Yeah I have one in full sun here too, acclimated the same way (is it summer yet? ) but I’m planning on bringing it in to grow under the lights again. It grows but doesn’t seem to be thriving. And since the person who asked the question is in zone 10a (probably a lot hotter but no idea about the humidity there) I’d be a little careful.

It might be good to say again (to all readers) here that it’s a lot easier to answer questions when you tell us where you actually live. “Zone 10a” tells us about your winter lows but not really about what conditions you’re dealing with now. A 10 in Florida or Texas and a 10a in Southern California are two very different beasts!


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By s04wirdniemeister
Posts:  4
Joined:  Wed Jun 19, 2019 1:42 am
#340325
Bob Beer wrote: It might be good to say again (to all readers) here that it’s a lot easier to answer questions when you tell us where you actually live. “Zone 10a” tells us about your winter lows but not really about what conditions you’re dealing with now. A 10 in Florida or Texas and a 10a in Southern California are two very different beasts!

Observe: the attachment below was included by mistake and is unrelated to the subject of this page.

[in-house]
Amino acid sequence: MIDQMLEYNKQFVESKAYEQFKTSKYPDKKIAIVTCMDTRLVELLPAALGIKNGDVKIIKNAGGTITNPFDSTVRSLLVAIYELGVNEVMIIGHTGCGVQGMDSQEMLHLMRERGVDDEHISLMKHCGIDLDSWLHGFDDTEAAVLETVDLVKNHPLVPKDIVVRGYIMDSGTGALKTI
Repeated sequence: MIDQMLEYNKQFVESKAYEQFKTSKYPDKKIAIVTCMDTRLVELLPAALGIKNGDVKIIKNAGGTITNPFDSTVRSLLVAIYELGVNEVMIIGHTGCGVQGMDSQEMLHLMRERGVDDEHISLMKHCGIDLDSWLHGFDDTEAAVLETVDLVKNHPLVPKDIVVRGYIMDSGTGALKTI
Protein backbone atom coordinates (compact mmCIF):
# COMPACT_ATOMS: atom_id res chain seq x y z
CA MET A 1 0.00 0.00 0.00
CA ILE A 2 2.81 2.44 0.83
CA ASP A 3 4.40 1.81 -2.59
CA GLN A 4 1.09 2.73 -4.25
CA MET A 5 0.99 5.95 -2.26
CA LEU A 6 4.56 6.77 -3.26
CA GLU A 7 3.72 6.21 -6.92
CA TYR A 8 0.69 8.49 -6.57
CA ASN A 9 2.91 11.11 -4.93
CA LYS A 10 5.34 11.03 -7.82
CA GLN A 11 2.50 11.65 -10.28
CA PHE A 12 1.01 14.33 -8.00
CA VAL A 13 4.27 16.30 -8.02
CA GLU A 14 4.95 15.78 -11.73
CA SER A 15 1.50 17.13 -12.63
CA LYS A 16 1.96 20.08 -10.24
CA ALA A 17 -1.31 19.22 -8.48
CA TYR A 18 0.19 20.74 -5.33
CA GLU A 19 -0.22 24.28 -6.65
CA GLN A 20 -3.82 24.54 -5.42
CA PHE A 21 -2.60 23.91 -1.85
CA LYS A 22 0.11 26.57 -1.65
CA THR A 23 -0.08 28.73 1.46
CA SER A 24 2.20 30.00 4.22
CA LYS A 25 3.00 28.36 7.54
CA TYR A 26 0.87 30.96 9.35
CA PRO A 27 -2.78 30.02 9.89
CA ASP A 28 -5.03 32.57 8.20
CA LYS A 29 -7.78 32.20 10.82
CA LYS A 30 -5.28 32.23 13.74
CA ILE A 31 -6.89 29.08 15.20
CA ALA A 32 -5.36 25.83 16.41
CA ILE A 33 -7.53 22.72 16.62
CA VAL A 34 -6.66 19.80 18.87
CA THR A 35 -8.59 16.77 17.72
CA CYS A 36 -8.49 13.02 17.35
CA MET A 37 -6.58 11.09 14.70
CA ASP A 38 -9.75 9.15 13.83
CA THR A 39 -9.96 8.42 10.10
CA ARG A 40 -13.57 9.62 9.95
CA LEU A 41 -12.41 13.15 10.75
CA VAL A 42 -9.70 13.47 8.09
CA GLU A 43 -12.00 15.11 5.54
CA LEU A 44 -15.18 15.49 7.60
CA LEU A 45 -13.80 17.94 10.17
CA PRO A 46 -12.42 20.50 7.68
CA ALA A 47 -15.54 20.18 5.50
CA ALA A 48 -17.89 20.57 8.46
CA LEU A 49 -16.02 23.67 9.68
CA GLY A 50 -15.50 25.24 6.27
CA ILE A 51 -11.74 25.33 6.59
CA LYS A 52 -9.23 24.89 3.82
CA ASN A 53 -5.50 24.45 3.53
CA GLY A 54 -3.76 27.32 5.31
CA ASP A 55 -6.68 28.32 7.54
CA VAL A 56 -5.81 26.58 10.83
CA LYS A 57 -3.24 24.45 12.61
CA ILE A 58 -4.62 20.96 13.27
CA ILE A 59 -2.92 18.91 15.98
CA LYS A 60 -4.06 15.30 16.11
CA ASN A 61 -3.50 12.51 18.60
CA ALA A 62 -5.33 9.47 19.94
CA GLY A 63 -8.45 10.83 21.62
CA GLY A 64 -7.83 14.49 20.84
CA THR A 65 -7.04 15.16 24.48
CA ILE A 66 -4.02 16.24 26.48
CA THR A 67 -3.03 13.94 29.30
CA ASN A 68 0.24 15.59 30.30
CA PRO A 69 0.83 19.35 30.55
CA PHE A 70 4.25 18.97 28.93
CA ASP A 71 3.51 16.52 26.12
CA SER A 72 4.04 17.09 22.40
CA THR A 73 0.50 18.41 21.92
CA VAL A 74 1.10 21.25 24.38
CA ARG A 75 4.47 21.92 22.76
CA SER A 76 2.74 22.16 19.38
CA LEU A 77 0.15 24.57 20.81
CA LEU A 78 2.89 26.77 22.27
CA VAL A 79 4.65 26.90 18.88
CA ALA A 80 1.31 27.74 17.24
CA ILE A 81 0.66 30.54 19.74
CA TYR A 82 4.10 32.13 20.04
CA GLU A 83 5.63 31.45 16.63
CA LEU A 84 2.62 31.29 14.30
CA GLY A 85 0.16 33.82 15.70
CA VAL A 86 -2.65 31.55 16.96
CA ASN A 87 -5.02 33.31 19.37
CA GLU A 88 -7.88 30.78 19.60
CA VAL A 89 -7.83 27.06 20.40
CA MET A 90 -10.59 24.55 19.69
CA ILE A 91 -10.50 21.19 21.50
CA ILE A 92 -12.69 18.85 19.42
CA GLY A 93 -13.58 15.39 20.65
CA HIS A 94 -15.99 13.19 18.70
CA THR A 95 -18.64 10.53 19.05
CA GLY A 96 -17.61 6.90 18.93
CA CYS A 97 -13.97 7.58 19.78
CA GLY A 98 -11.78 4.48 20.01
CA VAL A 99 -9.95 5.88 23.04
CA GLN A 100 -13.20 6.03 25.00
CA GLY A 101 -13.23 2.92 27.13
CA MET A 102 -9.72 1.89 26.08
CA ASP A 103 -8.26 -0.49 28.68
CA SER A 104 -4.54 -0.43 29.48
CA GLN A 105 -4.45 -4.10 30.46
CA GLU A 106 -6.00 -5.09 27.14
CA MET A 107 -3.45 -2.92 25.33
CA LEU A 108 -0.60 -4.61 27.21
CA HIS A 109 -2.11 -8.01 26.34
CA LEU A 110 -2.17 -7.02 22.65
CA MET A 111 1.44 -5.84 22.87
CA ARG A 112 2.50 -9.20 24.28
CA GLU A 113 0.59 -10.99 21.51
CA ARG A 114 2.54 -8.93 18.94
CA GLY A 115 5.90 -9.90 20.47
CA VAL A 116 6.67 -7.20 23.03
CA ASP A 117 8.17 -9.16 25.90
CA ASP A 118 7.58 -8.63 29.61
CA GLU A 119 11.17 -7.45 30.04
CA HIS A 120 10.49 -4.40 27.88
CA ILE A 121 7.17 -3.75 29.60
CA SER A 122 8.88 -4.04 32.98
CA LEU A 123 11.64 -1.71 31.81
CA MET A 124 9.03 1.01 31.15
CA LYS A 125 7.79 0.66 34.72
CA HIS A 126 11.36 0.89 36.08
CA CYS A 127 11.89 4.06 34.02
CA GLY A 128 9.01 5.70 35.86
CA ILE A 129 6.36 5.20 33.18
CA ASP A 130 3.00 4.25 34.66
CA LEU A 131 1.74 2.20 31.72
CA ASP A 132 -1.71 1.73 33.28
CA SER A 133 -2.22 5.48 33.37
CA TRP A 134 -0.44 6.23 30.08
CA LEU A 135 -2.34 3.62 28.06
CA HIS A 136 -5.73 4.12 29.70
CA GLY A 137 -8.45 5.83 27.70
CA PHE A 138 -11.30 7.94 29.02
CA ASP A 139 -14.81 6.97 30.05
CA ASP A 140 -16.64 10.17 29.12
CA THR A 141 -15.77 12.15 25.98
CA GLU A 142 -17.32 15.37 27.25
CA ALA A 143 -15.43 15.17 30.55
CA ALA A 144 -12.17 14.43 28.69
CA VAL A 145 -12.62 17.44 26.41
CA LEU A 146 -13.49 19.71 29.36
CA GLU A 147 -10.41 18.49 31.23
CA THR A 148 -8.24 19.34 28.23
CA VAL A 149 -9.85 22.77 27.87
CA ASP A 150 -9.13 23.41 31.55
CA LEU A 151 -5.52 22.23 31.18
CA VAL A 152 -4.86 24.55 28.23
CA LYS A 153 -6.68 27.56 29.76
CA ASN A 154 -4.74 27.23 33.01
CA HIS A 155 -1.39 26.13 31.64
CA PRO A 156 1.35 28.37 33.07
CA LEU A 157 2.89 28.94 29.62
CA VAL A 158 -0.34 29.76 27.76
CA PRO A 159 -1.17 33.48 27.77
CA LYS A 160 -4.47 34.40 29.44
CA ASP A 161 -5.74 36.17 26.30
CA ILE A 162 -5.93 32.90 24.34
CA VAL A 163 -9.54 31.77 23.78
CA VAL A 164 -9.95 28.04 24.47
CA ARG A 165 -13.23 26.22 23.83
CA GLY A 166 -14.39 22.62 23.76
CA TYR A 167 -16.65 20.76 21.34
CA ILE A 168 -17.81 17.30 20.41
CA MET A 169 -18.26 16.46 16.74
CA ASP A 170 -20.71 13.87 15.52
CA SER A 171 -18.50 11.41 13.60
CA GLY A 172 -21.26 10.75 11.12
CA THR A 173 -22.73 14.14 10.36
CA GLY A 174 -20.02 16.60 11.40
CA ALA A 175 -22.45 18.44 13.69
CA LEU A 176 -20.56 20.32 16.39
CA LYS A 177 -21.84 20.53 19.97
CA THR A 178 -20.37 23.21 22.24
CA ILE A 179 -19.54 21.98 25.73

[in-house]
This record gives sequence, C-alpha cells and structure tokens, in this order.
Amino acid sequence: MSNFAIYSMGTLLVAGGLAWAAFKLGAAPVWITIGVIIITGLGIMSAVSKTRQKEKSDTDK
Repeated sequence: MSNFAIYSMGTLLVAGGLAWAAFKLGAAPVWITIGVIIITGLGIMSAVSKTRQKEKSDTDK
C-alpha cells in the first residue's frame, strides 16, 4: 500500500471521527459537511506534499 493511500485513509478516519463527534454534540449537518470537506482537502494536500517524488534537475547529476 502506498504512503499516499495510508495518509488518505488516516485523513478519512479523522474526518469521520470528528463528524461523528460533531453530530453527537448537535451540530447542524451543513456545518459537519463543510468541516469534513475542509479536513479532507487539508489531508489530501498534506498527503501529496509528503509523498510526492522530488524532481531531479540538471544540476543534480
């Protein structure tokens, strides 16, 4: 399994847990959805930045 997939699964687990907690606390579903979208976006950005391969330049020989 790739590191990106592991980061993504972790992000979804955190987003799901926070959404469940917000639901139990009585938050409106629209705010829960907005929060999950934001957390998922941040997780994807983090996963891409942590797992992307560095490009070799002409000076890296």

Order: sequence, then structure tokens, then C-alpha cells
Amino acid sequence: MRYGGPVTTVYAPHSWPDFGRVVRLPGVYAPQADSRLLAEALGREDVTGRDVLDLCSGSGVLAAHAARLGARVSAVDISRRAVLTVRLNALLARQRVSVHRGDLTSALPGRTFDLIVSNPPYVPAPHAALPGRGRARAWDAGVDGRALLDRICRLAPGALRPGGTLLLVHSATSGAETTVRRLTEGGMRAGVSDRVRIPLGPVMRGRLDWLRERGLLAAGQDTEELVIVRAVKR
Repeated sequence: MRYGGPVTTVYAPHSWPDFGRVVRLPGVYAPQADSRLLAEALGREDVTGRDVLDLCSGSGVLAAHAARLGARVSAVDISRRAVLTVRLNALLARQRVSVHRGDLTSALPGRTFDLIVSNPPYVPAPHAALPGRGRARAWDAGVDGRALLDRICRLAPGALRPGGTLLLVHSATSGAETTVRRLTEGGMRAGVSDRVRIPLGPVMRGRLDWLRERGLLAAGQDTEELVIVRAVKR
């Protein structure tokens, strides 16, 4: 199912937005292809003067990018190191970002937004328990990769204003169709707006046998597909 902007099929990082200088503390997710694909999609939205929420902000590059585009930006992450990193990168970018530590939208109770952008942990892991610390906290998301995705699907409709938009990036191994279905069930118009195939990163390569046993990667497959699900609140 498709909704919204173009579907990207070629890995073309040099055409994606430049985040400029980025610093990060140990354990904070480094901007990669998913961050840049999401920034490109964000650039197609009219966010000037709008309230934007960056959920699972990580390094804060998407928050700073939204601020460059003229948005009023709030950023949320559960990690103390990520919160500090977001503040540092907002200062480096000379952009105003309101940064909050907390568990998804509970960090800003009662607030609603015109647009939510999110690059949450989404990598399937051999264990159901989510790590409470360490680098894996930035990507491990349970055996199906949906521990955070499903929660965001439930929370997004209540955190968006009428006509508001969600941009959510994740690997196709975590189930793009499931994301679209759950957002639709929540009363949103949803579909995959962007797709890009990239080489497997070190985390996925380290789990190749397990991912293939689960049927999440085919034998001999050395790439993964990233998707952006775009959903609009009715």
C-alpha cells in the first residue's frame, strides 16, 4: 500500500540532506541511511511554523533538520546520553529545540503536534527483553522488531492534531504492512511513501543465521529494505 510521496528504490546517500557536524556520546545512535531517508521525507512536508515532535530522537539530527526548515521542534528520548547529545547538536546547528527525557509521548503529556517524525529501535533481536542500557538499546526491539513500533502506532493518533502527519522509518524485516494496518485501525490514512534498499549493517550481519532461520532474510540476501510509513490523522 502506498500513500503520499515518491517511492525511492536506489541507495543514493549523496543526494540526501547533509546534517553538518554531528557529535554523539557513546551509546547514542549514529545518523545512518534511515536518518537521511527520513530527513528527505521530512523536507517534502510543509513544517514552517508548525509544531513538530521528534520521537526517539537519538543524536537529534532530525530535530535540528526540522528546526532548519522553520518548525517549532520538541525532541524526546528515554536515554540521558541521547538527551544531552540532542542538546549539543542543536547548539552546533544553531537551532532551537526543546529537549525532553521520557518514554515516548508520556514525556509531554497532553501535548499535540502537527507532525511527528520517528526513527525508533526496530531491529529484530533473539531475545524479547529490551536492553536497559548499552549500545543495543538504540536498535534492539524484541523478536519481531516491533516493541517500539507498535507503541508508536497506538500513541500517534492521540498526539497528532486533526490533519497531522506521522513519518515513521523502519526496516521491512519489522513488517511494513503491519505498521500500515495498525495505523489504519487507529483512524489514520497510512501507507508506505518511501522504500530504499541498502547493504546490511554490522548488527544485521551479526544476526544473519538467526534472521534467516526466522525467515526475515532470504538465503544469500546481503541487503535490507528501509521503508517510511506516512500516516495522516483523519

I'm in South Florida, about 90 minutes north of Miami. High heat, frequent rain, very humid.
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By nimbulan
Posts:  2076
Joined:  Fri Feb 28, 2014 9:03 pm
#340332
Well I just talked to a friend who lives in Miami, and he said 6 hours of direct sun is fine for him with P. primuliflora, though he hasn't tried longer. I think typically high humidity helps plants withstand heat better, though some (such as perennial Byblis) are the opposite.
By s04wirdniemeister
Posts:  4
Joined:  Wed Jun 19, 2019 1:42 am
#340347
nimbulan wrote:Well I just talked to a friend who lives in Miami, and he said 6 hours of direct sun is fine for him with P. primuliflora, though he hasn't tried longer. I think typically high humidity helps plants withstand heat better, though some (such as perennial Byblis) are the opposite.
Huh, thanks for letting me know that! That makes me almost certain that they were grown indoors. Should have acclimated them slowly, but was too excited to finish the project. :roll: